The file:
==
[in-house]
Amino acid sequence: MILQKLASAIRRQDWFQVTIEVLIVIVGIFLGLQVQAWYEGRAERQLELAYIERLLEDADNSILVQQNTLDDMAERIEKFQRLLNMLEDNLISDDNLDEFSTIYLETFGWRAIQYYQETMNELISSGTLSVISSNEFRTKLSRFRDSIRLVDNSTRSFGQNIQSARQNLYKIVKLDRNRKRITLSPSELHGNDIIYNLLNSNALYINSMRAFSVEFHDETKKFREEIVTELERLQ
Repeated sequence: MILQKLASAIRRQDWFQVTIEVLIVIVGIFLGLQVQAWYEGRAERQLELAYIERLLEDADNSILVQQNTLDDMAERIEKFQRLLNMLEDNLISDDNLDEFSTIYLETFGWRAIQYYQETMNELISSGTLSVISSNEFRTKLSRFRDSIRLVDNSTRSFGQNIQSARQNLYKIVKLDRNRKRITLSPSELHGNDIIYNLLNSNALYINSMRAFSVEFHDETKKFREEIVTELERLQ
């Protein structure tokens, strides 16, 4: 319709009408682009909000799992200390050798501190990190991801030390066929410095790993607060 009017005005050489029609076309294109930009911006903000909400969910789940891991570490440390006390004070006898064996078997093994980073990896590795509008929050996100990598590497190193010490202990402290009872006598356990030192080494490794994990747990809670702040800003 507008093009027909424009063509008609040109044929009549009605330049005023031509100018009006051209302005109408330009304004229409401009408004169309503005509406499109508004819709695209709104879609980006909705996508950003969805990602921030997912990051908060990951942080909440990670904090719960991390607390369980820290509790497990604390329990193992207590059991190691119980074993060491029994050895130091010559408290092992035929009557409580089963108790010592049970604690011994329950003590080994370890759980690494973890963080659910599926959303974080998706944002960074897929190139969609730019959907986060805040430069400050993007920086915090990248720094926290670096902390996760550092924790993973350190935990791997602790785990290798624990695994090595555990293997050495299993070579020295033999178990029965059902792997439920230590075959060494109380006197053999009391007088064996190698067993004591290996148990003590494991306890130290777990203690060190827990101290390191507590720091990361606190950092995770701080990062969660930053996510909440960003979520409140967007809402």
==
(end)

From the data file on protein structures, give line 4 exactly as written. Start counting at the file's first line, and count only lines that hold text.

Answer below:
């Protein structure tokens, strides 16, 4: 319709009408682009909000799992200390050798501190990190991801030390066929410095790993607060 009017005005050489029609076309294109930009911006903000909400969910789940891991570490440390006390004070006898064996078997093994980073990896590795509008929050996100990598590497190193010490202990402290009872006598356990030192080494490794994990747990809670702040800003 507008093009027909424009063509008609040109044929009549009605330049005023031509100018009006051209302005109408330009304004229409401009408004169309503005509406499109508004819709695209709104879609980006909705996508950003969805990602921030997912990051908060990951942080909440990670904090719960991390607390369980820290509790497990604390329990193992207590059991190691119980074993060491029994050895130091010559408290092992035929009557409580089963108790010592049970604690011994329950003590080994370890759980690494973890963080659910599926959303974080998706944002960074897929190139969609730019959907986060805040430069400050993007920086915090990248720094926290670096902390996760550092924790993973350190935990791997602790785990290798624990695994090595555990293997050495299993070579020295033999178990029965059902792997439920230590075959060494109380006197053999009391007088064996190698067993004591290996148990003590494991306890130290777990203690060190827990101290390191507590720091990361606190950092995770701080990062969660930053996510909440960003979520409140967007809402």